JUDY L. MARCHMAN 0000-00-00 00:00:00
Sam Houston versus Mirabeau Lamar. Early statehood and Mexican land grant disputes. Pre-Civil War slavery records. Outlaws John Wesley Hardin and Bonnie and Clyde. Bob Wills and Lead Belly. This is just a sampling of the famous persons and events chronicled in the records and case files of Texas courts. But dig a little deeper and you will find a treasure trove in the stories of everyday Texans. “The history of our courts is the history of Texas,” said Mark Davidson , judge of the Multi-District Litigation Asbestos Court in Harris County and a passionate advocate for historical records preservation. “Our court records constitute a vast and unexplored archive of what life was like for 19th-century Texans.” Davidson is joined in his zeal for history by Bill Kroger , a partner in Baker Botts, L.L.P. in Houston, and Texas Supreme Court Chief Justice Wallace B. Jefferson . In 2008, Kroger and Jefferson took a trip to the McLennan County archives to search for a case involving 19th-century judge Nicholas Battle. Kroger was researching an article, but for Jefferson, the trip was more personal. Battle had once owned an ancestor of Jefferson’s (see p. 198). While they didn’t find the case file they were looking for, the men came away with a sense that the old records that they had seen needed protection and that they were in danger of being lost. There was no doubt to Kroger and Jefferson that plenty of records were in similar danger across the state. To address this issue, in November 2009, the Texas Supreme Court created the Texas Court Records Preservation Task Force and charged it with collecting and analyzing data on the current status of Texas’ historical court records, identifying important needs and areas of concern regarding the preservation of records, and developing a plan to address the need to preserve and protect the state’s court records. Kroger chairs the 29-member Task Force, which is filled with like-minded judges, lawyers, professors, and district clerks who share a passion for history, as well as archivists from the Texas State Library and Archives Commission, the Texas Historical Commission, Texas Supreme Court, and State Bar of Texas. Justice David Medina is the Court’s liaison to the Task Force. After initially collecting some anecdotal materials about the way records were kept in certain counties, the Task Force worked with the Office of Court Administration to conduct a survey of district and county clerks in Texas. The survey was sent to 443 county and district clerks, with 278 surveys received from 197 responding counties. The survey helped to identify the condition of records and storage facilities and where the greatest needs were. Of those responding, 17 percent indicated they had records dating to the Republic of Texas era (1836-1845), 23 percent had early statehood records (1846-1859), and 36 percent had records beginning in the period between 1877 and 1920. The greatest needs for records preservation indicated by the survey were, not surprisingly, additional funding (80 percent), improved storage facilities (64 percent), and training of staff (50 percent). The survey is available on the Task Force’s webpage at www.supreme.courts.state.tx.us/crptf/about.asp . Armed with the survey information, Task Force members visited district and county clerk archives to get a first-hand account. Kroger visited 15 counties. “The more we looked, the more we realized how important these records are,” Kroger said. “Many clerks have a general knowledge of their records but they are not historians. Many of these files haven’t been touched since they were closed, so often the clerks don’t know what they have.” In addition to the survey, the Task Force has worked closely with the district and county clerks to better understand the challenges the clerks face. “A key issue for clerks is having to look at the condition of their records to determine where they are and what needs to be done,” said Amalia Rodriguez-Mendoza, the Travis County District Clerk and a Task Force member. The cost of preserving and storing a large collection of court records can be difficult for many counties. District and county clerks are allowed to charge fees for the preservation of their records, however, that may only cover a portion of the work that needs to be done. For counties with a far-reaching history, such as Bexar County, the financial challenge of preserving large minute books can be daunting. “It costs between $1,500 and $1,800 for each of those books to be preserved,” said Donna Kay McKinney, the Bexar County District Clerk and a Task Force member. “We have 1,500 such books, most before 1900, that take up 100 square feet of space. I’ve pledged to myself that I would like to preserve all records before 1900.” McKinney is in the process of preserving 70 original paper lawsuits dating from the Republic of Texas. Next on the priority list are 49 of the oldest minute books dating from the 1830s to 1852. Records from 1900 to the 1960s were microfilmed by an earlier predecessor and the paper records subsequently destroyed. Proper storage or just having enough storage is another major challenge many counties face, a fact that quickly became clear on Task Force site visits. “We found books lying on the floor, or under hot lights or water pipes. We found them in basements or in attics. We also found records housed in big shipping crates with no air conditioning and often with no organization,” Kroger said. “The clerks we’ve visited with have all been very supportive and concerned about preserving their records. Once they looked at what they had, they instantly recognized the inherent value and want to do more. But I don’t know if it’s realistic to expect clerks to run a museum. They don’t have the training or resources to do that.” During the site visits, Task Force members selected 21 historical court records to be professionally preserved, thanks to financial assistance from the State Bar of Texas and Baker Botts, L.L.P. “The State Bar of Texas is excited to partner with the Task Force in this important endeavor,” said State Bar President Bob Black, an enthusiastic history buff who has made the preservation of the legal profession’s history a primary initiative of his term. But for Black, as well as the Task Force, these records represent a great educational opportunity. The goal in preserving these 21 records is to showcase the spectrum of Texas history that can be found in old court records to help educate not only those in the legal profession but also the public. (See essays on these 21 preserved court records, p. 190.) To ensure the proper retention of the state’s historical court records, House Bill 1559 was passed during the 82nd legislative session, providing a moratorium on the destruction of court documents dating prior to 1951. The bill, which became effective in May 2011, also provides for the Texas State Library and Archives Commission to adopt rules for the retention, storage, and destruction of court documents prior to 1951. Last September, Kroger, Davidson, and other Task Force members presented a status report on its investigation and findings at a hearing before the Texas Supreme Court. (To read the full report, visit the Task Force webpage.) At a reception afterwards at the Texas Law Center, the 21 records that were selected for preservation were displayed for the first time to the delight of all involved. Louisiana Binding Service, Inc. preserved and bound the records in reinforced hard cases meant to be as disaster-resistant as possible and to stabilize the documents from any possible damage that could occur from mishandling. To the clerks who are the recipients of these newly refurbished books, they are things of wonder. “It’s the most beautiful thing,” said McKinney of Bexar County Minute Book B. “I couldn’t believe they could take that old, moldy book and transform it into such a beautiful book.” The 21 preserved records are instrumental to the Task Force’s goal of building awareness among clerks, lawyers, and judges alike about historical records preservation by providing tangible examples of the result. The records will be part of two exhibits this summer — one at the State Bar Annual Meeting in Houston June 14-15 and the other at the County and District Clerks Association of Texas Annual Conference in Galveston June 24- 28. Texas Monthly magazine featured Chief Justice Jefferson, Kroger, and the Task Force’s work in its February issue. Kroger is also in discussion with the Bob Bullock Texas History Museum in Austin to set up an exhibit of historical court records about three years down the road. That would give the Task Force time to seek necessary funding for a matching grant program for district and county clerks for preservation projects. In addition, the State Bar’s Texas Bar Historical Foundation is also providing an avenue for donations earmarked for court records preservation. JUDY L. MARCHMAN is publications manager of the Texas Bar Journal.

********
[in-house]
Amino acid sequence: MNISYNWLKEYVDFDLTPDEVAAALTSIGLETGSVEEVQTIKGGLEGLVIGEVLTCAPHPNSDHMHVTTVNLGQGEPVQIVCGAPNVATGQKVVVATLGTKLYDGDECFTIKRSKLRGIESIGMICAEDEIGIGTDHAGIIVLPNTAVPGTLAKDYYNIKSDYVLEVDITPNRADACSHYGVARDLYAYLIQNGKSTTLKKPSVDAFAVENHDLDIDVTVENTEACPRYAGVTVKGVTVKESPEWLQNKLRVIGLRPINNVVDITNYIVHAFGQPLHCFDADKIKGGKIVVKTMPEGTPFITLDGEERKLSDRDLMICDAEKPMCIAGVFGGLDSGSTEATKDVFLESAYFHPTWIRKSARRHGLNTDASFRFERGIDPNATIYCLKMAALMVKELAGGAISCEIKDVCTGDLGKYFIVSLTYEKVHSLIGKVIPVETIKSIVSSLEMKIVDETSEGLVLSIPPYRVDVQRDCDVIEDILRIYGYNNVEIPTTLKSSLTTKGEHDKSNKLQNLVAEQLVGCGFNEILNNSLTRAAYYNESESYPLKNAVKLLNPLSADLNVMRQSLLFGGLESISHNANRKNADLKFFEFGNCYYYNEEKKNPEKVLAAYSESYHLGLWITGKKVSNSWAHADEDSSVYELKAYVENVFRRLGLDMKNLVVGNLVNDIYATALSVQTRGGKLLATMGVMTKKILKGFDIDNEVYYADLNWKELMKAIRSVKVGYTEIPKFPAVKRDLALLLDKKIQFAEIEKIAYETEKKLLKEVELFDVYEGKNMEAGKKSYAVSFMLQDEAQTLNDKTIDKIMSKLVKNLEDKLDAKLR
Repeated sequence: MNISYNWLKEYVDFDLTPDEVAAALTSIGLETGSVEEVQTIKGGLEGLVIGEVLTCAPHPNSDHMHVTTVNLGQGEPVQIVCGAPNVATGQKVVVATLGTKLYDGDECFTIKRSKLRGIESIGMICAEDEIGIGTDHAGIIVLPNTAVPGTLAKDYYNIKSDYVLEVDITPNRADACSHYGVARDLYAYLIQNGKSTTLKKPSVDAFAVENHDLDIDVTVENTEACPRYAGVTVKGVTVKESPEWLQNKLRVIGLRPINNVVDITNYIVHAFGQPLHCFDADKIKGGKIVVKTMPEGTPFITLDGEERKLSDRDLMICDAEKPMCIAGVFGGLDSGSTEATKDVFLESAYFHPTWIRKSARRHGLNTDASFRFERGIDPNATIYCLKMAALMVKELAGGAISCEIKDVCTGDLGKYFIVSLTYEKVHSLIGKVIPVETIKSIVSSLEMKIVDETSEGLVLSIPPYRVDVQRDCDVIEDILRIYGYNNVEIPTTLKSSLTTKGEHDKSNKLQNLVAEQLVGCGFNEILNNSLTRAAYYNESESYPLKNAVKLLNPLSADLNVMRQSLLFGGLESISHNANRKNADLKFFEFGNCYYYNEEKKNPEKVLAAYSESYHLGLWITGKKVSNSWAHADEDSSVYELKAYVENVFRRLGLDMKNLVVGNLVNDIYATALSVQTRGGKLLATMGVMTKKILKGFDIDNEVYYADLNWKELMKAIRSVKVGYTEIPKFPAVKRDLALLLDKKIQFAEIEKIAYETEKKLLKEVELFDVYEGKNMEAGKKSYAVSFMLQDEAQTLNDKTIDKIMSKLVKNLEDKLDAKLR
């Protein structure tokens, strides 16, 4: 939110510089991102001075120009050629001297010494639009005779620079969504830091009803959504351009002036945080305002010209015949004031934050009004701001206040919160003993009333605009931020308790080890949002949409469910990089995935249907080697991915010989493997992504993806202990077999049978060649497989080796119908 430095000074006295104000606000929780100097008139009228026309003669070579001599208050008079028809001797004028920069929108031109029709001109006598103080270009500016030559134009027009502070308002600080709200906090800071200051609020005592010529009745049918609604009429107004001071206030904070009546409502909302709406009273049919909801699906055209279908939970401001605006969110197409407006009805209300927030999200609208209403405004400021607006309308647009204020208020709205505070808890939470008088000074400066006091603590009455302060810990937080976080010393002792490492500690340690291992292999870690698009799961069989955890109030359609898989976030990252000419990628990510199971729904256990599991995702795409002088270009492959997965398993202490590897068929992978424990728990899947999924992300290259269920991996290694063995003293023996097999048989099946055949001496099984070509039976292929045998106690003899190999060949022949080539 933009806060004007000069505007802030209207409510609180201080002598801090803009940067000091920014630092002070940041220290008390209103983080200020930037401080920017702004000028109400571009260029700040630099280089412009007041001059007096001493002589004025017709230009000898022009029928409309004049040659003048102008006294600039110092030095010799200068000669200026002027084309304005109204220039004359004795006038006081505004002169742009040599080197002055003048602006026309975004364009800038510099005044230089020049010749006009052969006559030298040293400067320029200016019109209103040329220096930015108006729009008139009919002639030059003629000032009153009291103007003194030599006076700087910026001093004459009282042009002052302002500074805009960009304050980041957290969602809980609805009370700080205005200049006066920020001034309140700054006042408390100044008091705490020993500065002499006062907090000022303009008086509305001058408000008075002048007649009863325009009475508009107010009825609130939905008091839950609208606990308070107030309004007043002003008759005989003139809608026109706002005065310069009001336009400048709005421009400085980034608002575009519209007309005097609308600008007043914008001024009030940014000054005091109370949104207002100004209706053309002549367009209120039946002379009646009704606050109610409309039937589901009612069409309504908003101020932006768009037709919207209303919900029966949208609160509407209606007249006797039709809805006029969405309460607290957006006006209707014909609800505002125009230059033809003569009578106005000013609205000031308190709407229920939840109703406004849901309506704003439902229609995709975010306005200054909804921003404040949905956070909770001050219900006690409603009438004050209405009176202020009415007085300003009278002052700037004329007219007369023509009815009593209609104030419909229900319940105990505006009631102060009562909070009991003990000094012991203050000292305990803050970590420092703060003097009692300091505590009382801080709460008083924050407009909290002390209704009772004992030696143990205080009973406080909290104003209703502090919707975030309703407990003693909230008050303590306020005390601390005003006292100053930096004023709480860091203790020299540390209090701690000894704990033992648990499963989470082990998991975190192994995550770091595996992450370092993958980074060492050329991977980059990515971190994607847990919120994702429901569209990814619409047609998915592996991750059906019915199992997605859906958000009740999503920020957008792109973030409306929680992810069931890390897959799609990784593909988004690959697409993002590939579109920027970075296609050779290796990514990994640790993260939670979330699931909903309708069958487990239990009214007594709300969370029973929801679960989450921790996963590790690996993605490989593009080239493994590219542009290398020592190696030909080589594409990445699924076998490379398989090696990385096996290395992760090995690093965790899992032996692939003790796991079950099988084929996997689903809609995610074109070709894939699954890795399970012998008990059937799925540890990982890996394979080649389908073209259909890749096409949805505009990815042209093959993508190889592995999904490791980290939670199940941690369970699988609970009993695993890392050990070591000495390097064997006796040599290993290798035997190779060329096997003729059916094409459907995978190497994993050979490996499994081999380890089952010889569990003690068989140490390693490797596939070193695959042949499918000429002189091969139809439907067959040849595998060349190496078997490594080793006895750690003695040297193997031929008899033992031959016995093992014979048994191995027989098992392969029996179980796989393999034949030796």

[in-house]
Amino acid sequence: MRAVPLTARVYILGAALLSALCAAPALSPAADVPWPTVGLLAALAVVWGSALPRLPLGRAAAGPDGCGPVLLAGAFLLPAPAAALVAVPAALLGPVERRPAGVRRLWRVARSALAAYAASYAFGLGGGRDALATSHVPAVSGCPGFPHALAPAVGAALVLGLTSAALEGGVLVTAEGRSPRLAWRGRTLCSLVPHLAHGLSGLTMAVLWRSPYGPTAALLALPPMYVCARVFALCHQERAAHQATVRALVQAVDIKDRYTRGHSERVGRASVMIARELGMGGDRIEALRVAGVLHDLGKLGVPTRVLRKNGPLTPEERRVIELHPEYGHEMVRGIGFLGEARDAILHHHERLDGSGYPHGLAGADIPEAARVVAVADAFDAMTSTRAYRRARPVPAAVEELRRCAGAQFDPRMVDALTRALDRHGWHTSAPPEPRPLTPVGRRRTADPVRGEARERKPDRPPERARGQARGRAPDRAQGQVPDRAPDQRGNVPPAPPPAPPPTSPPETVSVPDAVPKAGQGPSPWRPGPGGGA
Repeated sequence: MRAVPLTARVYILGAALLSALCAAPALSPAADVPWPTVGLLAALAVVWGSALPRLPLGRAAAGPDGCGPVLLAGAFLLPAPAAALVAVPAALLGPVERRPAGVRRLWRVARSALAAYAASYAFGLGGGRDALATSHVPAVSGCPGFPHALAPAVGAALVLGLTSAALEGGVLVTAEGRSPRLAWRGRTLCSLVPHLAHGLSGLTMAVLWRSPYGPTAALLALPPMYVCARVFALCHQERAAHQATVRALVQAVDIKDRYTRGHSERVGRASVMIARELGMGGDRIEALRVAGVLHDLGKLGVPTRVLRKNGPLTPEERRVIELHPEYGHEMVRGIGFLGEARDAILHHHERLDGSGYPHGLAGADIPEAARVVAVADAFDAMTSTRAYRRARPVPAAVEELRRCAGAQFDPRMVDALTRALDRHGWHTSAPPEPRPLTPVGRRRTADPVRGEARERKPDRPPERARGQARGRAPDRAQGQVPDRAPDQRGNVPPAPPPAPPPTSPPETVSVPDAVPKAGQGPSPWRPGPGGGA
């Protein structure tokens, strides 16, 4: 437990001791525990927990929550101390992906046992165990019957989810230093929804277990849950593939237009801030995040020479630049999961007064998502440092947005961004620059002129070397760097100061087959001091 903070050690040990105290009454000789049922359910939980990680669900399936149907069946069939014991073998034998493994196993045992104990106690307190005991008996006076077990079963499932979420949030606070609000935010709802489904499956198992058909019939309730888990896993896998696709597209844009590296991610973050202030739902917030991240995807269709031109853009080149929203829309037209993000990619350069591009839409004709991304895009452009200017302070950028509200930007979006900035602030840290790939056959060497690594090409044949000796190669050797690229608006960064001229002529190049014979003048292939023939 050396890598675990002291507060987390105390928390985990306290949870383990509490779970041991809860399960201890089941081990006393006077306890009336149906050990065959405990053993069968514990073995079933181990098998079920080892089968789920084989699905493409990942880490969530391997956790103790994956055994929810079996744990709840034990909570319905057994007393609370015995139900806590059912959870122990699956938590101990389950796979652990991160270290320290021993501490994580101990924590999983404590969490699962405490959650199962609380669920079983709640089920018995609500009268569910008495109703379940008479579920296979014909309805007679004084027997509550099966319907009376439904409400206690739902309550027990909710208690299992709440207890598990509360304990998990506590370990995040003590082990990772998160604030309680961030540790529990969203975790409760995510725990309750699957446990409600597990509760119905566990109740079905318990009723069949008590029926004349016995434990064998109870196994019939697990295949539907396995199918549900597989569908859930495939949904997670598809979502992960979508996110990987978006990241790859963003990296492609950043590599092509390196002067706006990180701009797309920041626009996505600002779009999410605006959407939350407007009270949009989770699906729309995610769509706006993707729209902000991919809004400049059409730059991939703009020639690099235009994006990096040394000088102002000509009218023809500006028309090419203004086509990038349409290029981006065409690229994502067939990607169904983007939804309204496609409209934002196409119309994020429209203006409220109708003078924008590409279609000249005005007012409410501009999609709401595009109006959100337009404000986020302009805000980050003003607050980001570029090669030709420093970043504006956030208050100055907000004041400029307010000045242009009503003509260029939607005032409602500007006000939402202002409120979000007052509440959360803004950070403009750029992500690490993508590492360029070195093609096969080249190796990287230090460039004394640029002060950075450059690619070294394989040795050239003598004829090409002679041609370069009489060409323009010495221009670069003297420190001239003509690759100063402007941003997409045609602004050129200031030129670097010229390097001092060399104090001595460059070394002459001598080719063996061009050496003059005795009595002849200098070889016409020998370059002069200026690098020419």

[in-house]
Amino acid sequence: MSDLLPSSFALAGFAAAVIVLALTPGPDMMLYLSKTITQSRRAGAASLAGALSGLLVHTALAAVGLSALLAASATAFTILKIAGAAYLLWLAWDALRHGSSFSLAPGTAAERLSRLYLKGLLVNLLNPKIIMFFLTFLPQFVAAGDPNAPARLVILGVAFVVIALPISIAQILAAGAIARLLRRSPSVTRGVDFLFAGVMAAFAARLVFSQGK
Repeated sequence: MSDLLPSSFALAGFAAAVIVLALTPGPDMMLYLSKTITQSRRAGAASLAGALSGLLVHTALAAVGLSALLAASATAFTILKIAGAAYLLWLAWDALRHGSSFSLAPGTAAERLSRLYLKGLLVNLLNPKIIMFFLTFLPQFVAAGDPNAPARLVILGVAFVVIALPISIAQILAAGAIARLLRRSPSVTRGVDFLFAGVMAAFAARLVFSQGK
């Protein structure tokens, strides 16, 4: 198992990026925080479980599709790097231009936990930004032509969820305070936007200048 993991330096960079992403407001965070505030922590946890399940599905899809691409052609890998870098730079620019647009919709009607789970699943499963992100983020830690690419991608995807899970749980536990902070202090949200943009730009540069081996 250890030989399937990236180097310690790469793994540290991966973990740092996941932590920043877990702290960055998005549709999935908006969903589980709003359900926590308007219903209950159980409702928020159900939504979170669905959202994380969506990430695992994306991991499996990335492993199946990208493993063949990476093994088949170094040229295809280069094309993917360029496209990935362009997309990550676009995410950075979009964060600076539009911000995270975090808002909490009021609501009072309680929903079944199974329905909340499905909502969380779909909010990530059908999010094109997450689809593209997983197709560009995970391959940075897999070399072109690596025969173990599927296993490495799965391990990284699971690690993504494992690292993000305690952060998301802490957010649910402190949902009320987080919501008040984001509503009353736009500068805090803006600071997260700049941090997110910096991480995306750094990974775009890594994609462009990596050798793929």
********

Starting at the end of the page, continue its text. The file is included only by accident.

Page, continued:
Published by State Bar of Texas. View All Articles.